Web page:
John Hafernik, a scientist at San Francisco State University, was looking for something to feed a praying mantis in his lab. He found some bees outside his classroom.
“But being an absent-minded professor,” Hafernik told the San Jose Mercury News, “I left them in a vial on my desk and forgot about them.”
A week later, Hafernik came across the vial where the bees were dead. To his suprise however, the dead bees were surrounded by young, developing flies. An adult fly was feeding on the bees.
Hafernik believes the parasitic might be a contributing factor to honey bee colony collapse. Here is why:
- The parasitic fly deposits its eggs into a bee’s abdomen.
- The bee becomes infected by the eggs and begins acting like a zombie.
- It stumbles in circles with no sense of direction, or may be unable to stand at all.
- Finally, the bee leaves its hive and dies.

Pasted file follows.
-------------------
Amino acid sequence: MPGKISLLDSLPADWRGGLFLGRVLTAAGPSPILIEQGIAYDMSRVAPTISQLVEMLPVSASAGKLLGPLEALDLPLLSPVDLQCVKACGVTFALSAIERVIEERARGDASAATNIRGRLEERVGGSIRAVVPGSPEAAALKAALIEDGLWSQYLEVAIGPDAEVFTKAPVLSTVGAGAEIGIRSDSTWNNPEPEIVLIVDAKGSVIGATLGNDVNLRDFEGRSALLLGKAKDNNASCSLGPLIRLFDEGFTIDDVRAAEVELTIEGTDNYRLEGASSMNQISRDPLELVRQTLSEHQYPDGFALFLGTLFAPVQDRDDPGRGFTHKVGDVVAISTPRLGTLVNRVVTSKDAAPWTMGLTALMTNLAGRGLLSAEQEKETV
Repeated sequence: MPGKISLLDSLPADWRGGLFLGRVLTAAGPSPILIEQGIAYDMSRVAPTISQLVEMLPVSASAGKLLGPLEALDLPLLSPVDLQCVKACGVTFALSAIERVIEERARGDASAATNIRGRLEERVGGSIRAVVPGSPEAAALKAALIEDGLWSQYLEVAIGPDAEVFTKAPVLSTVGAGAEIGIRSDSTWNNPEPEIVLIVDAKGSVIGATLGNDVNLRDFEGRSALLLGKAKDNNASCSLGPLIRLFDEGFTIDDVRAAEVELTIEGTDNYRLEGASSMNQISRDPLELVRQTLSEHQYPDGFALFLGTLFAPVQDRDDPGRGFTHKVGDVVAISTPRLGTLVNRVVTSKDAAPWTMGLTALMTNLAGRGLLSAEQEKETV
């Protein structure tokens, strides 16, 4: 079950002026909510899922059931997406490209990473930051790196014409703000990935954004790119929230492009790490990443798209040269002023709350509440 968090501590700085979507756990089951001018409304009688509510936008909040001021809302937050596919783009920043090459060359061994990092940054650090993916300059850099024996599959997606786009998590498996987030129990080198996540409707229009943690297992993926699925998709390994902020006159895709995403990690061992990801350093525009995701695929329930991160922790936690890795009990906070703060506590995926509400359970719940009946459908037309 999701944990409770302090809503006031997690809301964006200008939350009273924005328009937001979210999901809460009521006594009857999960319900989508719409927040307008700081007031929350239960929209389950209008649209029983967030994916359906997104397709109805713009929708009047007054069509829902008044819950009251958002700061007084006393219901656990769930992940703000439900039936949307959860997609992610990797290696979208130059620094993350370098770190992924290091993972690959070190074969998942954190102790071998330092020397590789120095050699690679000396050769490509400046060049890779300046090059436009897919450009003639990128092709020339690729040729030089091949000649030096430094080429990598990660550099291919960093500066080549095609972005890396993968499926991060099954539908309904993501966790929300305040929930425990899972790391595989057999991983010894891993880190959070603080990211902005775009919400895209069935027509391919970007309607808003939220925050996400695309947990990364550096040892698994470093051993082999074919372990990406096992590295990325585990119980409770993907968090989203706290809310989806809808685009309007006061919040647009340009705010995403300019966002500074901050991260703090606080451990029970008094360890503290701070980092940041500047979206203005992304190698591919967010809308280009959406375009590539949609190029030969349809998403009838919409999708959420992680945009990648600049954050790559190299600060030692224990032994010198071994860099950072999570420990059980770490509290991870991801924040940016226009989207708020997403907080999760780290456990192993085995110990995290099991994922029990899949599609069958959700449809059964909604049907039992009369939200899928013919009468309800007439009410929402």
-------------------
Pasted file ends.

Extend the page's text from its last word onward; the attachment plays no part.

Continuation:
“It’s the flight of the living dead,” Hafernik said. “[The bees] kept stretching [their legs] out and then falling over. It really painted a picture of something like a zombie.”
Researchers have not been able to find the cause of the honey bee colony collapse. They believe that many factors are working together. Pesticides
, lack of nutrition, disease, and stress have been thought to be part of the problem.
"We don't fully understand the web of interactions," Hafernik said. "The parasite could be another stressor. Or it could play a primary role in causing the disease."
Research is continuing.